Saturday, November 29, 2008
Things however got a bit complicated when I started hearing that there were MPs who were now 'volunteering' to have their pay taxed. Make no mistake, I appreciate people submitting themselves to be taxed, but this is mere hypocricy. Would it not have made sense for them to stand on the floor of the House and actually vote for taxation? The cabinet, if you count the assistant ministers, has slightly over 90 MPs...I am sure if the President, the PM and Michuki whipped them in line, then we would have seen a real commitment by the Government to have the proposals pushed through, and even if the Government lost in the process, Kenyans who have been able to separate the wheat from the chaff.
Lastly, how will the public be able to keep tabs on the so called tax volunteers? Will they publish their payslips every month for us to ascertain that indeed they have been taxed?
Friday, November 21, 2008
"I do not belive this. Did you notice how many times the pronoun 'we' is used? I do not agree with this collective implication. It is not true that WE killed Tom Mboya, Pinto, JM or Ouko. Everybody know WHO did that and trying to make us all feel guilty for that I protest. This is part of the problem we suffer from, refusing to put the blame squarely where it belongs." - Oby
Just to follow up on what Oby (quoted) mentioned in response to the Obama article posted...
For some reasons we feel comfortable in making everything collective, and there seems to be a phobia in naming things or people by name. For example when Kikuyus and Kalenjins fight in Kuresoi, the media will often say "two communities", yet we know who these are. There is a general fear in the political community in terms of confronting realities head on. We are now witnessing this in the circus being played out in the Waki report saga...
Wednesday, November 19, 2008
I am finding it very difficult to join in the jubilation about Senator Barack Obama. Not that I want to deny the man his victory, but my impulse to celebrate keeps deflating on the idea that the best thing that happened to little Barack was not growing up in Kenya .
I have been imagining alternative trajectories for him if he had come to know the world through the eyes of a Kenyan citizen, if his mother and grandparents had not rescued him from our chaos and contradictions and brought him up somewhere his intellect and talent could grow.
If he had grown up here, and had he somehow managed to retain most elements of his current self, he would have been another outstanding, intelligent and competent Luo man in our midst: and he would have been killed.
Yes, we would have assassinated a Barack Obama if he had remained ours, with us, one of us here in this schizophrenic cauldron we call home. This is not going to stretch the imagination of any Kenyan - after all, when we had that incredibly good-looking and charismatic home-grown hero, Tom Mboya, we shot him to death. And when that austerely intellectual and elegant leader, Robert Ouko, threatened to look overly intelligent to the world, we killed him too. We killed Pio Gama Pinto and we killed JM Kariuki. There is no reason to suppose that Barack Obama, whose integrity of purpose and stringent sense of ethics even his enemies concede, would have survived his Kenyan roots.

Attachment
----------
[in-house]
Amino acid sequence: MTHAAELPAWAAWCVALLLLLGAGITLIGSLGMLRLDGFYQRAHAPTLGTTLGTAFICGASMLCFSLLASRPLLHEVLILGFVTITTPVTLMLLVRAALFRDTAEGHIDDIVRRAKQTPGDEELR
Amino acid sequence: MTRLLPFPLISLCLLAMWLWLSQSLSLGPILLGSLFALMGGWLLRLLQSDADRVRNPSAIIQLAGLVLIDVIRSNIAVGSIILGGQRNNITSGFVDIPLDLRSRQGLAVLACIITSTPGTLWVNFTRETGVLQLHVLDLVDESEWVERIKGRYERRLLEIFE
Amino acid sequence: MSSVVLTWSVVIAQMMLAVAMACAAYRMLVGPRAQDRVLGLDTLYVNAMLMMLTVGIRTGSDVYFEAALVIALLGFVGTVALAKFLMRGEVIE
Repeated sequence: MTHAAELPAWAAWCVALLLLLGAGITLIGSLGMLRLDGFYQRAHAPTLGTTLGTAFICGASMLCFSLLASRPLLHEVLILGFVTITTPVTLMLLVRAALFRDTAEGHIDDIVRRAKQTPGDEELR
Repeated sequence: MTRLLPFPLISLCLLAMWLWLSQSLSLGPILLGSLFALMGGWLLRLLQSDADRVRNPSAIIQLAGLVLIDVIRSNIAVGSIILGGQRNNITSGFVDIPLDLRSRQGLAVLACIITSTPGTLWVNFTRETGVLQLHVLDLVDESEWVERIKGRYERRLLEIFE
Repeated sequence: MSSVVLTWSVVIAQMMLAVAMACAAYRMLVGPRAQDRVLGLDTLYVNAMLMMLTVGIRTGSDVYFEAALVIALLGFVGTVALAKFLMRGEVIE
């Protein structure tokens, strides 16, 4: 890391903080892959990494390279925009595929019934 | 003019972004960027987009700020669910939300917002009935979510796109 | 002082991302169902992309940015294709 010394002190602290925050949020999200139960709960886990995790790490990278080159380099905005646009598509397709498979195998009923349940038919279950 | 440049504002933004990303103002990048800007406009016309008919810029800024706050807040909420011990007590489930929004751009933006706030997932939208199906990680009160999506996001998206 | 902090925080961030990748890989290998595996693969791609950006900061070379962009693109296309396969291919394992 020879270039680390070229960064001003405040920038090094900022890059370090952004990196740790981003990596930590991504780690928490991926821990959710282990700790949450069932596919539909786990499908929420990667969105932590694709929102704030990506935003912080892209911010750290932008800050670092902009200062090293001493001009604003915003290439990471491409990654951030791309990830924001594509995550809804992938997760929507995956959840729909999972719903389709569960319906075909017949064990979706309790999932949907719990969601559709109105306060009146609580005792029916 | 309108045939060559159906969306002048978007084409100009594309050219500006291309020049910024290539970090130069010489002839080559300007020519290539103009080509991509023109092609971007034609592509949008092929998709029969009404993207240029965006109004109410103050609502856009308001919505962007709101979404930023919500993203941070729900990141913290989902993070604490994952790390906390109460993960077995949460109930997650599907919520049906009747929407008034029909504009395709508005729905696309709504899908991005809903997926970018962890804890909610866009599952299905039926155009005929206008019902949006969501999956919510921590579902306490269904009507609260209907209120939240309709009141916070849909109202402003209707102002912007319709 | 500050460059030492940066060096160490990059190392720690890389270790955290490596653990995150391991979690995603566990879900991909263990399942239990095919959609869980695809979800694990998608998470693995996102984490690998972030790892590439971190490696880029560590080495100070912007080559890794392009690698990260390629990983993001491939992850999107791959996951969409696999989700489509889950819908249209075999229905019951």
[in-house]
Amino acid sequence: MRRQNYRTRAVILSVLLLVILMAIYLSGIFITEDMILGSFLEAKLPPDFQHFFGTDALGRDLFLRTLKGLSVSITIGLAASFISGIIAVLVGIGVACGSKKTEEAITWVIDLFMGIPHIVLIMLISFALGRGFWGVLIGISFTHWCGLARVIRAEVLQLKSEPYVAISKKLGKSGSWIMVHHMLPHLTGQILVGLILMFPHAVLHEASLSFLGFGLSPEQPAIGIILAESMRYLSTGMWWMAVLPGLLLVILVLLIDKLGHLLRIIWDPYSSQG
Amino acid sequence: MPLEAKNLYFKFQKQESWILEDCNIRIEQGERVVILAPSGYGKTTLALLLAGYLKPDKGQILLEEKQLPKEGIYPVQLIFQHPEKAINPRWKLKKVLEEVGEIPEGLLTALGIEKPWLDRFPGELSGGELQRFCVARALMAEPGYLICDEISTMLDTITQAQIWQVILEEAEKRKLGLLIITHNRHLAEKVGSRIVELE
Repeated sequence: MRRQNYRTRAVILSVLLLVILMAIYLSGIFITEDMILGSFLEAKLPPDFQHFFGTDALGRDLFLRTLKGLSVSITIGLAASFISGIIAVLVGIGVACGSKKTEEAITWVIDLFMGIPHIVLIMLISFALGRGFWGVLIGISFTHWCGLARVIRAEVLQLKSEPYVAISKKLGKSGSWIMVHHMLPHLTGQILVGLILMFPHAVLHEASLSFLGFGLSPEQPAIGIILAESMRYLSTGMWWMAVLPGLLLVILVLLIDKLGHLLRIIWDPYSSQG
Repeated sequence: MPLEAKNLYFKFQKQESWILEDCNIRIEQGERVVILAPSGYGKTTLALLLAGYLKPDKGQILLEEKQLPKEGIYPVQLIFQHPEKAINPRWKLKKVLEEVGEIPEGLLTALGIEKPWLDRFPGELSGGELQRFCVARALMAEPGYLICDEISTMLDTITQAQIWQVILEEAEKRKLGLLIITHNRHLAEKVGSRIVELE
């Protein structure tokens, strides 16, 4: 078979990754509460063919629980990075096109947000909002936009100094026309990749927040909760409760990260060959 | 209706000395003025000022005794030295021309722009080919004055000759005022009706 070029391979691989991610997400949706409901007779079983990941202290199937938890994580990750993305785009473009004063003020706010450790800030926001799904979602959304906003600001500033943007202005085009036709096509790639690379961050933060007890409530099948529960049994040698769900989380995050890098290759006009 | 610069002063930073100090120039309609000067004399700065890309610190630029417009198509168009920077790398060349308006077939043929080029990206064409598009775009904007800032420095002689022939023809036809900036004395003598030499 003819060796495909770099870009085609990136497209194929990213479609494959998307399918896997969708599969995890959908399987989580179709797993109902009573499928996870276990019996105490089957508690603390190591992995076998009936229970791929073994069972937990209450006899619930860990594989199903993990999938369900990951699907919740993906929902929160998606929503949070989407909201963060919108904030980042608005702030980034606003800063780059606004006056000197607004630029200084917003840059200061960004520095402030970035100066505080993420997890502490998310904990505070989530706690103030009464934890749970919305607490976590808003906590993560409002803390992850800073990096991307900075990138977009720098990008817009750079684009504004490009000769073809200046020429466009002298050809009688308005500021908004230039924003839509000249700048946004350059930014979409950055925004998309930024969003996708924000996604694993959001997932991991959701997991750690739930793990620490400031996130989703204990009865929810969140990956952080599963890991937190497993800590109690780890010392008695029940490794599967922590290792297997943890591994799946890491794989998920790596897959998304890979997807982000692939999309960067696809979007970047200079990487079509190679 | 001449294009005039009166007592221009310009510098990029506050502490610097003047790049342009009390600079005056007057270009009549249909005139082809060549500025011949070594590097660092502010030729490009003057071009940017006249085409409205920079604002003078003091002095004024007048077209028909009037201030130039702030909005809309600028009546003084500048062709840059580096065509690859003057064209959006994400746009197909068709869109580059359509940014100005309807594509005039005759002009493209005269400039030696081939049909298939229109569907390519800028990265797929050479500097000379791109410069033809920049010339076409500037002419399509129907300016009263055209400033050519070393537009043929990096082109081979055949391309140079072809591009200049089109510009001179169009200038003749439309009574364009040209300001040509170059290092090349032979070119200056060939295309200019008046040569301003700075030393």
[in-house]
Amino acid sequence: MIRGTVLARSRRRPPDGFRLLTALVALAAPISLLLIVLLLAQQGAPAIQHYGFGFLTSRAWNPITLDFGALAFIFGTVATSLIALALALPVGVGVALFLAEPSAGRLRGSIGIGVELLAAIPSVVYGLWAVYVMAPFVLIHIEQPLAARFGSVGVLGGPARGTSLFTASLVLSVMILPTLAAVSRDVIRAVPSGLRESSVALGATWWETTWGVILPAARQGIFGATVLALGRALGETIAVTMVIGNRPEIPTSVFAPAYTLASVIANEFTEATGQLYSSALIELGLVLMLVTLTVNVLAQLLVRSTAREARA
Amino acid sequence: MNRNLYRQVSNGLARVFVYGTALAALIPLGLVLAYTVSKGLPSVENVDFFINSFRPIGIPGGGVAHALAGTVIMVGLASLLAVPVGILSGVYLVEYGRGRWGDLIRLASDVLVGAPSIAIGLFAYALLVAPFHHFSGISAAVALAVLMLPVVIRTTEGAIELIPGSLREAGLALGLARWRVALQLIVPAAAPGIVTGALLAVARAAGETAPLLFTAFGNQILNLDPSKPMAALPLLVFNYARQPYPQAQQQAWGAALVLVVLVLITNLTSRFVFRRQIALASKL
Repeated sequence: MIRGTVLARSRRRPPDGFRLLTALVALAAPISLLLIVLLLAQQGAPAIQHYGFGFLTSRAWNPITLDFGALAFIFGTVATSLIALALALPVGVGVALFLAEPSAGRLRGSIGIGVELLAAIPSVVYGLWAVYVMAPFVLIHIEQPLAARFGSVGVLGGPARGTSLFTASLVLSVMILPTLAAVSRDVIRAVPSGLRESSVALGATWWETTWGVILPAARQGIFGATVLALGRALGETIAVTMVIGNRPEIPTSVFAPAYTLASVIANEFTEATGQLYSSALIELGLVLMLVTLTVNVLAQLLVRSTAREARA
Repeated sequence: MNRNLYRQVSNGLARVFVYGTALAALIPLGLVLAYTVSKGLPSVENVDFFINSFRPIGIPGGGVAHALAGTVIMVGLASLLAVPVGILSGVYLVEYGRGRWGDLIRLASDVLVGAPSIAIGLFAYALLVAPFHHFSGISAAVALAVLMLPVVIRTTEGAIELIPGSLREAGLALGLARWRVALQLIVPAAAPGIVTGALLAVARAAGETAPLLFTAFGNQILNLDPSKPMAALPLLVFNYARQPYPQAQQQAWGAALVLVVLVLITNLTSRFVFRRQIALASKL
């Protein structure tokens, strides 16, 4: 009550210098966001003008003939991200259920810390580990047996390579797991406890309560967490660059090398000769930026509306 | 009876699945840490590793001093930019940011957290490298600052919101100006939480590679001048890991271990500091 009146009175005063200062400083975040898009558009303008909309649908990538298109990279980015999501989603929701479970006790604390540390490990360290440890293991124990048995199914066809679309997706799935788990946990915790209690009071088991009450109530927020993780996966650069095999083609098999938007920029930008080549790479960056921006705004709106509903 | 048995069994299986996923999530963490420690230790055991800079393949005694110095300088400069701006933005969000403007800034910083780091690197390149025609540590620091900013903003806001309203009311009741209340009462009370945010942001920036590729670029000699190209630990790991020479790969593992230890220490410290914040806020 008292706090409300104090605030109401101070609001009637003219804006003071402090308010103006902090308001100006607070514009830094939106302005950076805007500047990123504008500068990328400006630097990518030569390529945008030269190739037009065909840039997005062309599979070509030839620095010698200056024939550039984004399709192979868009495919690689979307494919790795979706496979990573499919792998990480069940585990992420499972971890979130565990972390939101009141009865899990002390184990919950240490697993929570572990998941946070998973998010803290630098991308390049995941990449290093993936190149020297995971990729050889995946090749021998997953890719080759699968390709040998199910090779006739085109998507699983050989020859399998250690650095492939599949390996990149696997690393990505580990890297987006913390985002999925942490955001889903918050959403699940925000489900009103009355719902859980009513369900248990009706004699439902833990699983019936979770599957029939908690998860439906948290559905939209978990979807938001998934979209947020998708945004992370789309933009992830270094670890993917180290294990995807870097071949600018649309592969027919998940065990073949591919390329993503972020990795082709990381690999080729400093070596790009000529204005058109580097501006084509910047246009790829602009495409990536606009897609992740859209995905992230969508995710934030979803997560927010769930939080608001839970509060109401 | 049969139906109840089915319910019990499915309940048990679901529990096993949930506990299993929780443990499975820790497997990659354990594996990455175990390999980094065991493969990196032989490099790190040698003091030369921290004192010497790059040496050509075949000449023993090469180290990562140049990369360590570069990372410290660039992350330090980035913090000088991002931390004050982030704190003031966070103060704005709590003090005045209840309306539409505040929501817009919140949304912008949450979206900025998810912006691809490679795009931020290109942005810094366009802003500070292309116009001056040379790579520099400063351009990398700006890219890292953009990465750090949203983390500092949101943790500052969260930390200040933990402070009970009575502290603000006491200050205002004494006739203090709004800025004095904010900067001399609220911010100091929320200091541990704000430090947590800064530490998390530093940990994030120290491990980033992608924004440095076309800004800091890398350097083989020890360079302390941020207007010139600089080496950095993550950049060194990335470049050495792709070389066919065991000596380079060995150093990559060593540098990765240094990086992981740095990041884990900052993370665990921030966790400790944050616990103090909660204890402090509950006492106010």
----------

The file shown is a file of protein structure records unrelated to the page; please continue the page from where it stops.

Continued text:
He is much too intelligent, too charged with the promise of history, too bold in his claim to a shining destiny, too full of the audacity of hope, for us to have let him survive. Kenya would have killed Barack Obama, or at least his dream, as we inevitably destroy, in one way or another, the best and the boldest of us. Goldenberg whistle blower David Munyakei's challenge to his country to be bigger than our greed was met with a whimper, and then with rapid abandonment. We did not deserve him, either.
As for John Githongo, he should have known better than to take the idea of public ethics seriously - this is Kenya , after all. Let him enlighten people at Oxford instead; such considerations are too virtuous for us, too sensible, too conducive to a promising future. We do not even remark on the haunting wastage of all this shining accomplishment - Micere Mugo sings her lyrical poetry for Americans, and we do not even know enough to mourn the loss.
And yet we are all enchanted with the power of the idea of Barack Obama, the hope of him, the beauty of his life's trajectory, the universe of possibilities and probabilities that it conjures for the least of the rest of us. If someone's cousin's friend's neighbour makes it to the United States ... then we all have a chance. We have a strange predilection for schizophrenic loves and loyalties; we let geography dictate our alliances and imaginary lines decide our friends. It is as if our social contract states that here, at home, we are obliged to behave like fighting rats to each other but when abroad, when released from the shackles of kin and clan and conclave, we can fly and soar and master the sky.
When Wangari Maathai is abroad, we feel that her Nobel Prize is partly represented in each of our Kenyan living rooms; when she comes home, she is just another Kikuyu politico. We preen about our athletes winning yet another international competition to anybody who will give us half a chance, but when they are at home we turn them into more fodder for militias.
Caine Prize winners are Kenyan by automatic assent, but Binyavanga Wainaina is a Kikuyu writer when at home and Yvonne Owuor is indelibly a Luo - we shrink them to fit the midget-sized visions we have of ourselves.
It is clear to all of us, and the evidence continues to accrue, that we have, collectively, a certain global competence, as Kenyans, that we produce individuals of substance and historical purpose.